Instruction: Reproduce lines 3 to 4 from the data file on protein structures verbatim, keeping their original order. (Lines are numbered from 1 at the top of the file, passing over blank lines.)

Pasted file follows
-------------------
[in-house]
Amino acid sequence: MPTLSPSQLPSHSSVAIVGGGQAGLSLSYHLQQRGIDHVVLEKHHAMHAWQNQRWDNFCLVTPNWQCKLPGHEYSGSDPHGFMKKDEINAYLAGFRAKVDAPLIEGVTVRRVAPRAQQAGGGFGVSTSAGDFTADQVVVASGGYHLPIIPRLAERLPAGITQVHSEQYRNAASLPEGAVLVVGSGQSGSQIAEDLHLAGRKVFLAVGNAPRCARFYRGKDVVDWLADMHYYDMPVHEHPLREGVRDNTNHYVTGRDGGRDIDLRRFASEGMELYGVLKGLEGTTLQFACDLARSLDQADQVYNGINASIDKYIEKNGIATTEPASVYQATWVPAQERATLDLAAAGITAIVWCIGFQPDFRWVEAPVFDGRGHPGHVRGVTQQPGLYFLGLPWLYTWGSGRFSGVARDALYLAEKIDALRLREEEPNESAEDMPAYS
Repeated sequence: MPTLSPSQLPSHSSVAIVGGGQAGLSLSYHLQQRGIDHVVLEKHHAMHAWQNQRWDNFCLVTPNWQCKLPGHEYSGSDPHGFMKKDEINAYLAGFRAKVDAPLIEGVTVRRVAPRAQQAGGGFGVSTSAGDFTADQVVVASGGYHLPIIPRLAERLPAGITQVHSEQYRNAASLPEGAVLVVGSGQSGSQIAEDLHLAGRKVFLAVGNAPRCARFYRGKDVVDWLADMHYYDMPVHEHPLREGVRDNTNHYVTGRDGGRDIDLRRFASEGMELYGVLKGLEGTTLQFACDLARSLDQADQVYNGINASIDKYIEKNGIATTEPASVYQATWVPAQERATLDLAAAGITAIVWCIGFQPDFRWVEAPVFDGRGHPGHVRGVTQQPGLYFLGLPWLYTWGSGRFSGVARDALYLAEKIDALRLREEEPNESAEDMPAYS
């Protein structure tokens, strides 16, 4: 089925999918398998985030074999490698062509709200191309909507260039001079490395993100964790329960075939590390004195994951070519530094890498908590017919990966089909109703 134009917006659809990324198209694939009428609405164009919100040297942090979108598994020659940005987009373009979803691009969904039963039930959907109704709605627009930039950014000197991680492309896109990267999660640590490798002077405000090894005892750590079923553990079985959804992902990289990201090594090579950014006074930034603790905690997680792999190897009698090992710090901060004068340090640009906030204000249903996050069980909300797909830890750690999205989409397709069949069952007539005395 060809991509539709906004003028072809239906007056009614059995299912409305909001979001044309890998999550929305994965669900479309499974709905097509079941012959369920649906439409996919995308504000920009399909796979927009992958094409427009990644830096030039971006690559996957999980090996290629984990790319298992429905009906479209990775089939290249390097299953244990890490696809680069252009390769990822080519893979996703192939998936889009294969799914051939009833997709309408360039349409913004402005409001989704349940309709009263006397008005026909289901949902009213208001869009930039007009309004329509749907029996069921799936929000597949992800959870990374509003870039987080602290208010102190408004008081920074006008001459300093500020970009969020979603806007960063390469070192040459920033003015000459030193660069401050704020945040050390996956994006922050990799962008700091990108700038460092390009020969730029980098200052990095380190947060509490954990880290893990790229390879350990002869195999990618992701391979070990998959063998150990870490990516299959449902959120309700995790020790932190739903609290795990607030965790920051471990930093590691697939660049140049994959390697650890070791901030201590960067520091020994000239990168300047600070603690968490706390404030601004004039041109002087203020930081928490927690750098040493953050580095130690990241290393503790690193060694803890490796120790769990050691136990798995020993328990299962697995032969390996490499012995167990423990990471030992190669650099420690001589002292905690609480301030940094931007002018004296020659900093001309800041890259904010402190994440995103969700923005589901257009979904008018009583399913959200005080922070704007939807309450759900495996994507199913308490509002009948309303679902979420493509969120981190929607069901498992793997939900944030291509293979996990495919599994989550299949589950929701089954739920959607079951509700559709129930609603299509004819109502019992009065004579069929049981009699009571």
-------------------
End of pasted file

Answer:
Repeated sequence: MPTLSPSQLPSHSSVAIVGGGQAGLSLSYHLQQRGIDHVVLEKHHAMHAWQNQRWDNFCLVTPNWQCKLPGHEYSGSDPHGFMKKDEINAYLAGFRAKVDAPLIEGVTVRRVAPRAQQAGGGFGVSTSAGDFTADQVVVASGGYHLPIIPRLAERLPAGITQVHSEQYRNAASLPEGAVLVVGSGQSGSQIAEDLHLAGRKVFLAVGNAPRCARFYRGKDVVDWLADMHYYDMPVHEHPLREGVRDNTNHYVTGRDGGRDIDLRRFASEGMELYGVLKGLEGTTLQFACDLARSLDQADQVYNGINASIDKYIEKNGIATTEPASVYQATWVPAQERATLDLAAAGITAIVWCIGFQPDFRWVEAPVFDGRGHPGHVRGVTQQPGLYFLGLPWLYTWGSGRFSGVARDALYLAEKIDALRLREEEPNESAEDMPAYS
């Protein structure tokens, strides 16, 4: 089925999918398998985030074999490698062509709200191309909507260039001079490395993100964790329960075939590390004195994951070519530094890498908590017919990966089909109703 134009917006659809990324198209694939009428609405164009919100040297942090979108598994020659940005987009373009979803691009969904039963039930959907109704709605627009930039950014000197991680492309896109990267999660640590490798002077405000090894005892750590079923553990079985959804992902990289990201090594090579950014006074930034603790905690997680792999190897009698090992710090901060004068340090640009906030204000249903996050069980909300797909830890750690999205989409397709069949069952007539005395 060809991509539709906004003028072809239906007056009614059995299912409305909001979001044309890998999550929305994965669900479309499974709905097509079941012959369920649906439409996919995308504000920009399909796979927009992958094409427009990644830096030039971006690559996957999980090996290629984990790319298992429905009906479209990775089939290249390097299953244990890490696809680069252009390769990822080519893979996703192939998936889009294969799914051939009833997709309408360039349409913004402005409001989704349940309709009263006397008005026909289901949902009213208001869009930039007009309004329509749907029996069921799936929000597949992800959870990374509003870039987080602290208010102190408004008081920074006008001459300093500020970009969020979603806007960063390469070192040459920033003015000459030193660069401050704020945040050390996956994006922050990799962008700091990108700038460092390009020969730029980098200052990095380190947060509490954990880290893990790229390879350990002869195999990618992701391979070990998959063998150990870490990516299959449902959120309700995790020790932190739903609290795990607030965790920051471990930093590691697939660049140049994959390697650890070791901030201590960067520091020994000239990168300047600070603690968490706390404030601004004039041109002087203020930081928490927690750098040493953050580095130690990241290393503790690193060694803890490796120790769990050691136990798995020993328990299962697995032969390996490499012995167990423990990471030992190669650099420690001589002292905690609480301030940094931007002018004296020659900093001309800041890259904010402190994440995103969700923005589901257009979904008018009583399913959200005080922070704007939807309450759900495996994507199913308490509002009948309303679902979420493509969120981190929607069901498992793997939900944030291509293979996990495919599994989550299949589950929701089954739920959607079951509700559709129930609603299509004819109502019992009065004579069929049981009699009571």